With the increasing interest in the metaverse, the European trademark office, EUIPO, is experiencing a similar growth in the number of trademark applications intended to protect goods in the virtual world. Does this mean that you should take action now?
Should you protect your goods in the metaverse
The metaverse is still a fairly new concept and phenomenon. It is still unknown how big it will become, and what significance it will have for companies and consumers. Presently, it is primarily the large fashion houses, cosmetics retailers, and entertainment companies, which register their trademarks, concerning what is referred to as virtual goods. This applies, for example, to NIKE® and SEPHORA ®.
At first glance, you might therefore think that if you own a small company, it will not be necessary to register your trademark in the virtual world. However, this is not necessarily the case. If the metaverse is growing as predicted, this will imply that more people and companies will do business in the virtual world in the same way and with the same type of goods, as they do in the physical world.
Considerations concerning registration of virtual goods
The starting point is normally that what applies in the physical world, should also apply in the virtual world. This has recently been ruled by a US court of justice in a case between Hermès and MetaBirkins concerning an exclusive right to Non-Fungible Tokens (NFT). NFT refers to the virtual goods in the metaverse. The case was a matter of MetaBirkins having created some NFTs of Hermés’ bag from the real world, and fortunately the court of justice ruled that the NFTs were an infringement of Hermés’ trademark right (from the physical world).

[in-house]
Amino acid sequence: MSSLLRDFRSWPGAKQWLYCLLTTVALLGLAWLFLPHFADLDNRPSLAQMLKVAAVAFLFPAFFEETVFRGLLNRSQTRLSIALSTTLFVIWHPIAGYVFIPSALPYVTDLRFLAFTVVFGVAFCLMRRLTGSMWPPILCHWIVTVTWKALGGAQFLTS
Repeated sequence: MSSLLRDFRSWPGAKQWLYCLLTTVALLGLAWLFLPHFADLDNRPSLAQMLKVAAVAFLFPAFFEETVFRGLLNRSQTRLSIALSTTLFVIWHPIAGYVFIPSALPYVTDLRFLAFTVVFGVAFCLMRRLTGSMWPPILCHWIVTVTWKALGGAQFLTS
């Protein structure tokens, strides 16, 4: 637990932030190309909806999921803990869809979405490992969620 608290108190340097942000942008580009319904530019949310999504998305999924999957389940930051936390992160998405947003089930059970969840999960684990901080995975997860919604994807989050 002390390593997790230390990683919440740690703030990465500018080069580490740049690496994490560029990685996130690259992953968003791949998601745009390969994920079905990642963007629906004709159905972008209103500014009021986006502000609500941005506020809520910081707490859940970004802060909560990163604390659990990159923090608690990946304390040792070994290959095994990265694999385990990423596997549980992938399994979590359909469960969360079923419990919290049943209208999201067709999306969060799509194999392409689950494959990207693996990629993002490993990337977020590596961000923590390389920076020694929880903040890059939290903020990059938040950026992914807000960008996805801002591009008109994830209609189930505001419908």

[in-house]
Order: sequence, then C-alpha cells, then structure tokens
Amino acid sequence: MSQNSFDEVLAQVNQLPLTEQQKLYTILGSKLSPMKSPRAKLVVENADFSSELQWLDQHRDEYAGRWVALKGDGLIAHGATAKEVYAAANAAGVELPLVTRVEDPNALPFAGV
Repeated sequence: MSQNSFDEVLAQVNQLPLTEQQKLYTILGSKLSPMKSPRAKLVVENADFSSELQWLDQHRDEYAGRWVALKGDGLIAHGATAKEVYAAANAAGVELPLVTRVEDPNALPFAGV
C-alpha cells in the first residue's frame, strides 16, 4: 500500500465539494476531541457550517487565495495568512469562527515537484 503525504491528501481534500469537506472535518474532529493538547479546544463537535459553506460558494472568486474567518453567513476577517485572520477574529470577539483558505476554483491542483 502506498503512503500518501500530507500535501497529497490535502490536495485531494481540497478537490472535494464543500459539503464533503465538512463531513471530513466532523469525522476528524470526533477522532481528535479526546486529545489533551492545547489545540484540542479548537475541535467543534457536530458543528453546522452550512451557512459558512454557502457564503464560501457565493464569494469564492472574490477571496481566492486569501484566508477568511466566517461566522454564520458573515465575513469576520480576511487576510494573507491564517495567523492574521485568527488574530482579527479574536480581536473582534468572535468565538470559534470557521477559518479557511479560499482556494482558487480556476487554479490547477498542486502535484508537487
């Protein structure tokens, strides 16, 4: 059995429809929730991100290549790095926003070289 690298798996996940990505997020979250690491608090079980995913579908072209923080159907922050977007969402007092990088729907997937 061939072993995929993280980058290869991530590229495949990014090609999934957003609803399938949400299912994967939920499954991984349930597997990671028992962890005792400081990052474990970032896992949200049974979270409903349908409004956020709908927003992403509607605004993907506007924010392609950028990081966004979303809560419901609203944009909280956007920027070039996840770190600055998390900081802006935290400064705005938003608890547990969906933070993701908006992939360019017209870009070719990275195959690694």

Based on this, it is worth considering that it will probably be possible to enforce an infringement of a trademark in the virtual world, even though the trademark has not been registered for goods in the virtual world. However, Hermés is a very well-known brand, which therefore has a wider protection. If you have a less known trademark, there is no guarantee that the outcome will be the same.
Consequently, if you want to be absolutely sure to be able to enforce your rights, you will have a stronger position if you have a trademark registration, which also covers virtual goods and not only physical goods, if a virtual product infringes your trademark.
The actual categorization of goods in the metaverse
In the trademark classification system, virtual goods are classified in a separate trademark class, class 9, and this class covers all types of software.
If your trademark already includes class 9, you might as well consider including ”virtual goods” in the classification, if you think that it is likely that your goods will one day be traded in the metaverse.
Many companies do not have trademark registrations covering class 9. If you are one of them, it would be relevant to consider if you wish to pay extra costs in order to apply for a registration of an extra trademark class.
However, you should be aware that trademarks are subject to a use requirement after 5 years. If you can not prove after 5 years, that your trademark is being used for ”virtual goods”, you might risk that these goods or the entire class is removed from your registration, in case someone decides to challenge the trademark registration.
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